Friday (18-May-2018) — Japan

Gone to See Japan.  Street Photography Workshop with Steve Simon and Soichi Hayashi. Day 2: Tokyo (Shinjuku Station, Harajuku, Shibuya).

The sky cleared, and the rising sun was reflected into my hotel room off the Tokyo Metropolitan Government building. It took six images to get the entire building in order to generate a composite image. I still need to work a bit on the geometry of the two towers.

Reflections of the Sun Rising. Tokyo Metropolitan Government Building from the Keio Plaza Hotel. Composite of six images taken with a Leica CL camera and 23 mm f/2 lens. Raw images processed with Capture One Pro and AutoPano Giga Pro. (David J Mathre)
Reflections of the Sun Rising. Tokyo Metropolitan Government Building from the Keio Plaza Hotel. Composite of six images taken with a Leica CL camera and 23 mm f/2 lens. Raw images processed with Capture One Pro and AutoPano Giga Pro. (David J Mathre)

The first stop in the morning was the Shinjuku Station. This is the worlds largest and busiest transportation hub. We got there in time to observe the morning rush. I have never seen so many people moving in an almost choreographed manner.  I couldn’t really figure out how to capture the frenetic activity in a single photograph, so decided to make a short time lapse video of passengers entering and exiting at one of the main entrances.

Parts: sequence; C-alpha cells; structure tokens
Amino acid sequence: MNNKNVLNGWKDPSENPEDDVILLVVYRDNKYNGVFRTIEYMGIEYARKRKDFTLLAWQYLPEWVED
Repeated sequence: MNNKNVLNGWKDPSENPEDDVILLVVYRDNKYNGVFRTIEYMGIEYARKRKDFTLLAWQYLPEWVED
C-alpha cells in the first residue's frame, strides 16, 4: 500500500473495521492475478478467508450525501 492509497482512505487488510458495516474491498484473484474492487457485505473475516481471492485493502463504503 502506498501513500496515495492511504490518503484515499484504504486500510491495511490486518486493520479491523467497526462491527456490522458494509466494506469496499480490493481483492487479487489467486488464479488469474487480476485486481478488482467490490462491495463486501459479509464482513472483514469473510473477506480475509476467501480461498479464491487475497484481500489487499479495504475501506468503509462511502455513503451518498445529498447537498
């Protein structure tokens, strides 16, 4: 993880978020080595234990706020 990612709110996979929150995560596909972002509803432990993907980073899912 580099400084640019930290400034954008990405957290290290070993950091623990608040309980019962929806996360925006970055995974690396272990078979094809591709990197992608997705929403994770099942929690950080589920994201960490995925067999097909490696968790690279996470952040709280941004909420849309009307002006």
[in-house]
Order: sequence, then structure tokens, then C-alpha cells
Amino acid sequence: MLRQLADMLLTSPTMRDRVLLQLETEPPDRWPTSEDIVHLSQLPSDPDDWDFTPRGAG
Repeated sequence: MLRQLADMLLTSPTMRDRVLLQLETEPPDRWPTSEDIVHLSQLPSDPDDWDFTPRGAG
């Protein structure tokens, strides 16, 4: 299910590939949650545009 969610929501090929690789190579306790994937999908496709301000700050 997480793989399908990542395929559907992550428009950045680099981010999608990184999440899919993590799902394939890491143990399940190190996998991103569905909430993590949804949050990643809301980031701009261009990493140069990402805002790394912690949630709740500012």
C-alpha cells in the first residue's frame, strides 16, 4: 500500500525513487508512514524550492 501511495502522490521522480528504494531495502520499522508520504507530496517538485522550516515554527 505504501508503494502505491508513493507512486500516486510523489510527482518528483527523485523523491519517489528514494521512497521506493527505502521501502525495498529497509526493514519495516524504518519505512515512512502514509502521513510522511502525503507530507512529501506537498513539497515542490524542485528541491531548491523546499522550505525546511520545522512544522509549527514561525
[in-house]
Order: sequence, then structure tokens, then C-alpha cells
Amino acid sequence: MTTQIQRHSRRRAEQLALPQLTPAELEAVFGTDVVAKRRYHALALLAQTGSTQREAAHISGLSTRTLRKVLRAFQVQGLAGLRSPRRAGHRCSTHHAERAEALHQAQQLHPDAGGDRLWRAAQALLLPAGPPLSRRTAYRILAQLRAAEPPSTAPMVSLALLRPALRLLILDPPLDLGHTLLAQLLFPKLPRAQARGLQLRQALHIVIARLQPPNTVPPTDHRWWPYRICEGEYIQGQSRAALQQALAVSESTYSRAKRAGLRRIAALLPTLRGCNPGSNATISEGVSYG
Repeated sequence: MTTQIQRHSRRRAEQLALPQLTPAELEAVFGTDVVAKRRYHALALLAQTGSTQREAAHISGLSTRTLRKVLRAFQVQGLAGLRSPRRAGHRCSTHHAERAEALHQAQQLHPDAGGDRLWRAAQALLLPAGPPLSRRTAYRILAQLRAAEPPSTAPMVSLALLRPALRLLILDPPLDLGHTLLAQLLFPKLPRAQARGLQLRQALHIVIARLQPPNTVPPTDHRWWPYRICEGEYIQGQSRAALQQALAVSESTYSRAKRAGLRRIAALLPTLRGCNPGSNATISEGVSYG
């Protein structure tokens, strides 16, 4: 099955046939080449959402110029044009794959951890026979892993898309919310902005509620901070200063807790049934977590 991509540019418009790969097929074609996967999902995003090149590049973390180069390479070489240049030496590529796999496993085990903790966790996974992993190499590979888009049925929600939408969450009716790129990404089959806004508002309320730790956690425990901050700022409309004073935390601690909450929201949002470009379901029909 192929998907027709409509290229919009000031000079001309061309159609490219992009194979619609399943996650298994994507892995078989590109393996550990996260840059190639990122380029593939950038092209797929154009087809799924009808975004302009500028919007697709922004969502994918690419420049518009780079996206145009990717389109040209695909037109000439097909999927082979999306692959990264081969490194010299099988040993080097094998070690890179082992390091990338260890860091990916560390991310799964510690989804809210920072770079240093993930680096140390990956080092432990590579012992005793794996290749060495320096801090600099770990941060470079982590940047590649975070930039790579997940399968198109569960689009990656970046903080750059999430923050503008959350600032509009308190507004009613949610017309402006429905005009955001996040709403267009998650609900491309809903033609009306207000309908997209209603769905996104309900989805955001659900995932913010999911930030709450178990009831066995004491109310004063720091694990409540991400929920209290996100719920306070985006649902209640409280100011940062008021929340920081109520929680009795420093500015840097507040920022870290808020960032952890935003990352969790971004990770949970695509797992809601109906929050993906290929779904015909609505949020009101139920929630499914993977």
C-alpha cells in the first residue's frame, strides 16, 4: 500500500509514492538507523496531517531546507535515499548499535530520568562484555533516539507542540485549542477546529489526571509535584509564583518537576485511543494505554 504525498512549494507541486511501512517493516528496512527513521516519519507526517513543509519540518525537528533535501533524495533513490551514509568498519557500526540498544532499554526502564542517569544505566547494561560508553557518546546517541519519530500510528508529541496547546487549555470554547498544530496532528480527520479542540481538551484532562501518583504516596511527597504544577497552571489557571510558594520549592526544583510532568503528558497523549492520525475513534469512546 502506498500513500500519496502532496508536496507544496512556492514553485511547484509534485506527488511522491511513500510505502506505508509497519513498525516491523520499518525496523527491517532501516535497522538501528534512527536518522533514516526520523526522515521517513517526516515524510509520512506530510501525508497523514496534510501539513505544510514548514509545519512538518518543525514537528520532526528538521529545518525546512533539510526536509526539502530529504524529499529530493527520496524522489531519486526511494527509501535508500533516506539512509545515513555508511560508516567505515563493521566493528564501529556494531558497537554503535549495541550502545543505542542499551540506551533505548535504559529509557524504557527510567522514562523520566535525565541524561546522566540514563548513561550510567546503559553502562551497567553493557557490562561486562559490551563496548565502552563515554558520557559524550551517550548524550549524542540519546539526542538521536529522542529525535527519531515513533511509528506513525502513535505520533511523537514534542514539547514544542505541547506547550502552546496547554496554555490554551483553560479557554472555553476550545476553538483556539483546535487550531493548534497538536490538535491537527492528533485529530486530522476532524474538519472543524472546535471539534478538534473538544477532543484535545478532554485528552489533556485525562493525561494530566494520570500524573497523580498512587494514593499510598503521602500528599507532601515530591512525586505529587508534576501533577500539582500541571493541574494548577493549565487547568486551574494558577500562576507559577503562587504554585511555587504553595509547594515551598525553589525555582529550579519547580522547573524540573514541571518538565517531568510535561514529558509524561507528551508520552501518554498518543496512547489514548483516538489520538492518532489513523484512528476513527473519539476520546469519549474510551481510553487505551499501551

After this I went outside to clear my head and look for another subject. I found a pedestrian bridge where I could watch a busy street crossing from a distance. The folks in Japan only cross at intersections when permitted by a green light. As soon as the green light starts blinking the pedestrians start running to avoid being in the cross walk after the light changes. These images of folks starting to run rather than walk were taken with a Nikon 1 V3 camera with a 70-300 mm VR telephoto lens in burst mode.



In the afternoon we traveled to the famous Harajuku area and Shibuya shopping district. I am starting to lean toward a theme of folks taking pictures with phones, especially if I can see the image within the image on the back of the phone. Despite my preference for B&W, I have to show the two women in Harajuku with brightly colored hair. I noticed a large number of non-Japanese tourists during this walkabout.




Individual images in the slide shows can be viewed here.

Wednesday (16-May-2018) — Japan

Gone to See Japan. Street Photography Workshop with Steve Simon and Soichi Hayashi. Day 0: Tokyo.

Red Poppy Flower at Shinjuku Chuo Park in Tokyo Image taken with a Leica CL camera and 18 mm f/2.8 lens (ISO 100, 18 mm, f/5, 1/1000 sec). (David J Mathre)
Red Poppy Flower at Shinjuku Chuo Park in Tokyo Image taken with a Leica CL camera and 18 mm f/2.8 lens (ISO 100, 18 mm, f/5, 1/1000 sec). (David J Mathre)